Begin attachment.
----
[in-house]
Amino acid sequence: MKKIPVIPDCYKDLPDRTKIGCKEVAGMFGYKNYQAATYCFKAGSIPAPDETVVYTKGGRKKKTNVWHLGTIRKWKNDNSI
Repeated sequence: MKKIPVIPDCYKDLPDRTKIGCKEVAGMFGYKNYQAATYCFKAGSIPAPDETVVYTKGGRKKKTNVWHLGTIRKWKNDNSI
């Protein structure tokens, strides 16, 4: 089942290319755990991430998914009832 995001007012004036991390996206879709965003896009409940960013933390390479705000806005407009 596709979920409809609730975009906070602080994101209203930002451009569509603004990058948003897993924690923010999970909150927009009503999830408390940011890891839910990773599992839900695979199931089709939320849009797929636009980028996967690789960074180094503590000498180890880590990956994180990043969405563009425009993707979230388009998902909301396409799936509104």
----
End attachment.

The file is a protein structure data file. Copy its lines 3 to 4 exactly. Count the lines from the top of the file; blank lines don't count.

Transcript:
Repeated sequence: MKKIPVIPDCYKDLPDRTKIGCKEVAGMFGYKNYQAATYCFKAGSIPAPDETVVYTKGGRKKKTNVWHLGTIRKWKNDNSI
């Protein structure tokens, strides 16, 4: 089942290319755990991430998914009832 995001007012004036991390996206879709965003896009409940960013933390390479705000806005407009 596709979920409809609730975009906070602080994101209203930002451009569509603004990058948003897993924690923010999970909150927009009503999830408390940011890891839910990773599992839900695979199931089709939320849009797929636009980028996967690789960074180094503590000498180890880590990956994180990043969405563009425009993707979230388009998902909301396409799936509104």